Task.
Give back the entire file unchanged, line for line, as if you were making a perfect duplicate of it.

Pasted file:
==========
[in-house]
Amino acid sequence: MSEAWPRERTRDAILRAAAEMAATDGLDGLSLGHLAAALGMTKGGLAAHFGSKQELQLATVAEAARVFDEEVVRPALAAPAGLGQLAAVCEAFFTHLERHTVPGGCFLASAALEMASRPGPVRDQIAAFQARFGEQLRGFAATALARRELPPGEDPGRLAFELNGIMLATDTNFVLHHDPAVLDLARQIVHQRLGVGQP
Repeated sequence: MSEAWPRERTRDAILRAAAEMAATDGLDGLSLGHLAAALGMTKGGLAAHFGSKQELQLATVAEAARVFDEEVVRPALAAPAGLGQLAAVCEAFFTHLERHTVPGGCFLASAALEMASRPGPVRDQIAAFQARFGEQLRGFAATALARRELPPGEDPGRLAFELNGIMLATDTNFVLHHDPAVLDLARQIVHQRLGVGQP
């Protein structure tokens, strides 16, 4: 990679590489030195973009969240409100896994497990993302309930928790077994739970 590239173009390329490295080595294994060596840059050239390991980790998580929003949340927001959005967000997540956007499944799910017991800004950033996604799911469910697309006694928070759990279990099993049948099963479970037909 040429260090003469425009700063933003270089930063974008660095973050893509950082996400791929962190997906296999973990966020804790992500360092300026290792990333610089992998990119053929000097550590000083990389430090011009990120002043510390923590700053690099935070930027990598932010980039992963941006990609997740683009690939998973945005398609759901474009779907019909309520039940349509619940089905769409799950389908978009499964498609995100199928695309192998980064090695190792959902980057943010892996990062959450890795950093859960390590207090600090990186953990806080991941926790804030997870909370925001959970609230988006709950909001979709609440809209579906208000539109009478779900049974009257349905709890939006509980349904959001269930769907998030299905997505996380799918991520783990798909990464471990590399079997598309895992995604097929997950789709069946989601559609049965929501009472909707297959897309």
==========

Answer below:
[in-house]
Amino acid sequence: MSEAWPRERTRDAILRAAAEMAATDGLDGLSLGHLAAALGMTKGGLAAHFGSKQELQLATVAEAARVFDEEVVRPALAAPAGLGQLAAVCEAFFTHLERHTVPGGCFLASAALEMASRPGPVRDQIAAFQARFGEQLRGFAATALARRELPPGEDPGRLAFELNGIMLATDTNFVLHHDPAVLDLARQIVHQRLGVGQP
Repeated sequence: MSEAWPRERTRDAILRAAAEMAATDGLDGLSLGHLAAALGMTKGGLAAHFGSKQELQLATVAEAARVFDEEVVRPALAAPAGLGQLAAVCEAFFTHLERHTVPGGCFLASAALEMASRPGPVRDQIAAFQARFGEQLRGFAATALARRELPPGEDPGRLAFELNGIMLATDTNFVLHHDPAVLDLARQIVHQRLGVGQP
């Protein structure tokens, strides 16, 4: 990679590489030195973009969240409100896994497990993302309930928790077994739970 590239173009390329490295080595294994060596840059050239390991980790998580929003949340927001959005967000997540956007499944799910017991800004950033996604799911469910697309006694928070759990279990099993049948099963479970037909 040429260090003469425009700063933003270089930063974008660095973050893509950082996400791929962190997906296999973990966020804790992500360092300026290792990333610089992998990119053929000097550590000083990389430090011009990120002043510390923590700053690099935070930027990598932010980039992963941006990609997740683009690939998973945005398609759901474009779907019909309520039940349509619940089905769409799950389908978009499964498609995100199928695309192998980064090695190792959902980057943010892996990062959450890795950093859960390590207090600090990186953990806080991941926790804030997870909370925001959970609230988006709950909001979709609440809209579906208000539109009478779900049974009257349905709890939006509980349904959001269930769907998030299905997505996380799918991520783990798909990464471990590399079997598309895992995604097929997950789709069946989601559609049965929501009472909707297959897309």